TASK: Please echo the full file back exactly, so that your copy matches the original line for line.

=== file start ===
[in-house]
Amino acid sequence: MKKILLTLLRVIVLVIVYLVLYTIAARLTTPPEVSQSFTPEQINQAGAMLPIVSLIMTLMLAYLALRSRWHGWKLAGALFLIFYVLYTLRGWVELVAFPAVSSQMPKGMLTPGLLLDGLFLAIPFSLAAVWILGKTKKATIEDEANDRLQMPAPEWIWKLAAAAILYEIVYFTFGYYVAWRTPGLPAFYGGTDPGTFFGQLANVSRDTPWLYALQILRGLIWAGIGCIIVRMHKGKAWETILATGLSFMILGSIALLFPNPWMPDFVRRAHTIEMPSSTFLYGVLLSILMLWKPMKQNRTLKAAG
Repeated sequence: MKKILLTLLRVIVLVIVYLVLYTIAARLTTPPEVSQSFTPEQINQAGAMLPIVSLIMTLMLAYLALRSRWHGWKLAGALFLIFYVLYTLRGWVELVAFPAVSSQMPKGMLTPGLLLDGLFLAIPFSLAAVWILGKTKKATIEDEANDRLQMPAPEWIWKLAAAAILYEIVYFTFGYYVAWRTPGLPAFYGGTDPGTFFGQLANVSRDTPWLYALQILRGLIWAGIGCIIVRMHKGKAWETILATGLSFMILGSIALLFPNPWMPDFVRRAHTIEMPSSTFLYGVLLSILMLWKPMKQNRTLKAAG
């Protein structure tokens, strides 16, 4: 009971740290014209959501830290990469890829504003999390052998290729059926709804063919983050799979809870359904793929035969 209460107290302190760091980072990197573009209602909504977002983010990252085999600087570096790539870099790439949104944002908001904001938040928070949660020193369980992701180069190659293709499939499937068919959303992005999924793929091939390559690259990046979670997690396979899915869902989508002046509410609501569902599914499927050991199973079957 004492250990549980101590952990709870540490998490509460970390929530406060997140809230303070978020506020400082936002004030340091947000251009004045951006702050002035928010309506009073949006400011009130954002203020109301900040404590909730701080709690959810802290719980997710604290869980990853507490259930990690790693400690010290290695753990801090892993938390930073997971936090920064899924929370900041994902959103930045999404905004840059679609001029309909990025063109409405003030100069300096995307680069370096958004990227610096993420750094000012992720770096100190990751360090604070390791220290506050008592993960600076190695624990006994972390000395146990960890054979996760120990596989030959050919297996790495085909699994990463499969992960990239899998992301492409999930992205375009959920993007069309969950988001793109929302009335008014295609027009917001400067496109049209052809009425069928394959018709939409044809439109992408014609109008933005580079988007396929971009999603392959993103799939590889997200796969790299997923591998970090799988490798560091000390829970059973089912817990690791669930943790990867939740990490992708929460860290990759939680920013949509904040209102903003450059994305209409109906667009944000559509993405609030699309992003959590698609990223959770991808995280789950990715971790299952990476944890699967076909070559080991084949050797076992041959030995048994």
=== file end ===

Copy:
[in-house]
Amino acid sequence: MKKILLTLLRVIVLVIVYLVLYTIAARLTTPPEVSQSFTPEQINQAGAMLPIVSLIMTLMLAYLALRSRWHGWKLAGALFLIFYVLYTLRGWVELVAFPAVSSQMPKGMLTPGLLLDGLFLAIPFSLAAVWILGKTKKATIEDEANDRLQMPAPEWIWKLAAAAILYEIVYFTFGYYVAWRTPGLPAFYGGTDPGTFFGQLANVSRDTPWLYALQILRGLIWAGIGCIIVRMHKGKAWETILATGLSFMILGSIALLFPNPWMPDFVRRAHTIEMPSSTFLYGVLLSILMLWKPMKQNRTLKAAG
Repeated sequence: MKKILLTLLRVIVLVIVYLVLYTIAARLTTPPEVSQSFTPEQINQAGAMLPIVSLIMTLMLAYLALRSRWHGWKLAGALFLIFYVLYTLRGWVELVAFPAVSSQMPKGMLTPGLLLDGLFLAIPFSLAAVWILGKTKKATIEDEANDRLQMPAPEWIWKLAAAAILYEIVYFTFGYYVAWRTPGLPAFYGGTDPGTFFGQLANVSRDTPWLYALQILRGLIWAGIGCIIVRMHKGKAWETILATGLSFMILGSIALLFPNPWMPDFVRRAHTIEMPSSTFLYGVLLSILMLWKPMKQNRTLKAAG
């Protein structure tokens, strides 16, 4: 009971740290014209959501830290990469890829504003999390052998290729059926709804063919983050799979809870359904793929035969 209460107290302190760091980072990197573009209602909504977002983010990252085999600087570096790539870099790439949104944002908001904001938040928070949660020193369980992701180069190659293709499939499937068919959303992005999924793929091939390559690259990046979670997690396979899915869902989508002046509410609501569902599914499927050991199973079957 004492250990549980101590952990709870540490998490509460970390929530406060997140809230303070978020506020400082936002004030340091947000251009004045951006702050002035928010309506009073949006400011009130954002203020109301900040404590909730701080709690959810802290719980997710604290869980990853507490259930990690790693400690010290290695753990801090892993938390930073997971936090920064899924929370900041994902959103930045999404905004840059679609001029309909990025063109409405003030100069300096995307680069370096958004990227610096993420750094000012992720770096100190990751360090604070390791220290506050008592993960600076190695624990006994972390000395146990960890054979996760120990596989030959050919297996790495085909699994990463499969992960990239899998992301492409999930992205375009959920993007069309969950988001793109929302009335008014295609027009917001400067496109049209052809009425069928394959018709939409044809439109992408014609109008933005580079988007396929971009999603392959993103799939590889997200796969790299997923591998970090799988490798560091000390829970059973089912817990690791669930943790990867939740990490992708929460860290990759939680920013949509904040209102903003450059994305209409109906667009944000559509993405609030699309992003959590698609990223959770991808995280789950990715971790299952990476944890699967076909070559080991084949050797076992041959030995048994």